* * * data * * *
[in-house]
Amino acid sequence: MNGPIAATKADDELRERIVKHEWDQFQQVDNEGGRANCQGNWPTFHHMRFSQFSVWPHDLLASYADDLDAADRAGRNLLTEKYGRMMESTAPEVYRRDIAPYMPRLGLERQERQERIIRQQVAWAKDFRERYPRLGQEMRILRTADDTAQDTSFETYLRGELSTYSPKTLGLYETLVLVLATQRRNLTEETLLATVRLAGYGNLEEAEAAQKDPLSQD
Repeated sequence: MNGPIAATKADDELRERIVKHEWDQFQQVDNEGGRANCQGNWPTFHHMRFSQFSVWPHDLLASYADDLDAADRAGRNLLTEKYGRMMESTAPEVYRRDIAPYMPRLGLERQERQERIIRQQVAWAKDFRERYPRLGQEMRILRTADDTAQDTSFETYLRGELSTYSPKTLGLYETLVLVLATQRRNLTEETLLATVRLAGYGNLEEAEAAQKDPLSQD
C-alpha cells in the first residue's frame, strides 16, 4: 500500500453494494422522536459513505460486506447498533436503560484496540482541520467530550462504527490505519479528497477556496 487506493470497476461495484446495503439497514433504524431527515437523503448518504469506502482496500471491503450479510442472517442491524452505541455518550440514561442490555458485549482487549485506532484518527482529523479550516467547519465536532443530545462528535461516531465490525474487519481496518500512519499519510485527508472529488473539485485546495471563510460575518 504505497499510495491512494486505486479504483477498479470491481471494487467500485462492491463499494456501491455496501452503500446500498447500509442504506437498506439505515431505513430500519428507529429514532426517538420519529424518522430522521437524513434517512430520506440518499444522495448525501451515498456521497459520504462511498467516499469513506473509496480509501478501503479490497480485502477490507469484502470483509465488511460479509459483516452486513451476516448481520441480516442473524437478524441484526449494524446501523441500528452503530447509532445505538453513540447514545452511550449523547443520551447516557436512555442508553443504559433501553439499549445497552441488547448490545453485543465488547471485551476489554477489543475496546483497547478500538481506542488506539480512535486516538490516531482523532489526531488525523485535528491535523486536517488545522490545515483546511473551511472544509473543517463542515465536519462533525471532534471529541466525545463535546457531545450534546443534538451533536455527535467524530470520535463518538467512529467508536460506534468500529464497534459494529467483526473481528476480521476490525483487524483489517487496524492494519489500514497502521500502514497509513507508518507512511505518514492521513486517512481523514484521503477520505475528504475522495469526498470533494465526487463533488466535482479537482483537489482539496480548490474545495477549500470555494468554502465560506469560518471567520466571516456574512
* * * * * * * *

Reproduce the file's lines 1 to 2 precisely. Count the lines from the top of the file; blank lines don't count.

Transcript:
[in-house]
Amino acid sequence: MNGPIAATKADDELRERIVKHEWDQFQQVDNEGGRANCQGNWPTFHHMRFSQFSVWPHDLLASYADDLDAADRAGRNLLTEKYGRMMESTAPEVYRRDIAPYMPRLGLERQERQERIIRQQVAWAKDFRERYPRLGQEMRILRTADDTAQDTSFETYLRGELSTYSPKTLGLYETLVLVLATQRRNLTEETLLATVRLAGYGNLEEAEAAQKDPLSQD